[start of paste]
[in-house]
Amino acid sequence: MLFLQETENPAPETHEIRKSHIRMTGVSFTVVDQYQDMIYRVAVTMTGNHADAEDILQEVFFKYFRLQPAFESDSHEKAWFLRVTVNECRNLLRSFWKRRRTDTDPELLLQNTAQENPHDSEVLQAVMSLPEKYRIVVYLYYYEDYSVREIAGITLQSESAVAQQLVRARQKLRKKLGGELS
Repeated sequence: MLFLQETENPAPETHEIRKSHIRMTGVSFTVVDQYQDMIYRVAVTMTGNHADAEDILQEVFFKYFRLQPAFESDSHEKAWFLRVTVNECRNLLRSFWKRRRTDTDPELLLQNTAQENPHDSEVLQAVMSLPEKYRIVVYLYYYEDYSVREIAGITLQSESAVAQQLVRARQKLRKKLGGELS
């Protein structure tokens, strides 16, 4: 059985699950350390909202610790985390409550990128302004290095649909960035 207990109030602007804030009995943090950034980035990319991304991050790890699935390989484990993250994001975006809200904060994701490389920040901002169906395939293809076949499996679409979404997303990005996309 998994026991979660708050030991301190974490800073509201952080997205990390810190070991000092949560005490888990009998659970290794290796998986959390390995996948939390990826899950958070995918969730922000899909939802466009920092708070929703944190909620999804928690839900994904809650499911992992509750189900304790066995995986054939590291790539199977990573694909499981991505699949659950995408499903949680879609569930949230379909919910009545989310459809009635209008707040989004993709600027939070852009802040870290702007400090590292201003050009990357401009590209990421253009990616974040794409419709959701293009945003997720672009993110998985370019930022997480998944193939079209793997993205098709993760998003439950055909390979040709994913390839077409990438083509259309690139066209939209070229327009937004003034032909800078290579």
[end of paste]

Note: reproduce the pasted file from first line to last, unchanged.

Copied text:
[in-house]
Amino acid sequence: MLFLQETENPAPETHEIRKSHIRMTGVSFTVVDQYQDMIYRVAVTMTGNHADAEDILQEVFFKYFRLQPAFESDSHEKAWFLRVTVNECRNLLRSFWKRRRTDTDPELLLQNTAQENPHDSEVLQAVMSLPEKYRIVVYLYYYEDYSVREIAGITLQSESAVAQQLVRARQKLRKKLGGELS
Repeated sequence: MLFLQETENPAPETHEIRKSHIRMTGVSFTVVDQYQDMIYRVAVTMTGNHADAEDILQEVFFKYFRLQPAFESDSHEKAWFLRVTVNECRNLLRSFWKRRRTDTDPELLLQNTAQENPHDSEVLQAVMSLPEKYRIVVYLYYYEDYSVREIAGITLQSESAVAQQLVRARQKLRKKLGGELS
């Protein structure tokens, strides 16, 4: 059985699950350390909202610790985390409550990128302004290095649909960035 207990109030602007804030009995943090950034980035990319991304991050790890699935390989484990993250994001975006809200904060994701490389920040901002169906395939293809076949499996679409979404997303990005996309 998994026991979660708050030991301190974490800073509201952080997205990390810190070991000092949560005490888990009998659970290794290796998986959390390995996948939390990826899950958070995918969730922000899909939802466009920092708070929703944190909620999804928690839900994904809650499911992992509750189900304790066995995986054939590291790539199977990573694909499981991505699949659950995408499903949680879609569930949230379909919910009545989310459809009635209008707040989004993709600027939070852009802040870290702007400090590292201003050009990357401009590209990421253009990616974040794409419709959701293009945003997720672009993110998985370019930022997480998944193939079209793997993205098709993760998003439950055909390979040709994913390839077409990438083509259309690139066209939209070229327009937004003034032909800078290579």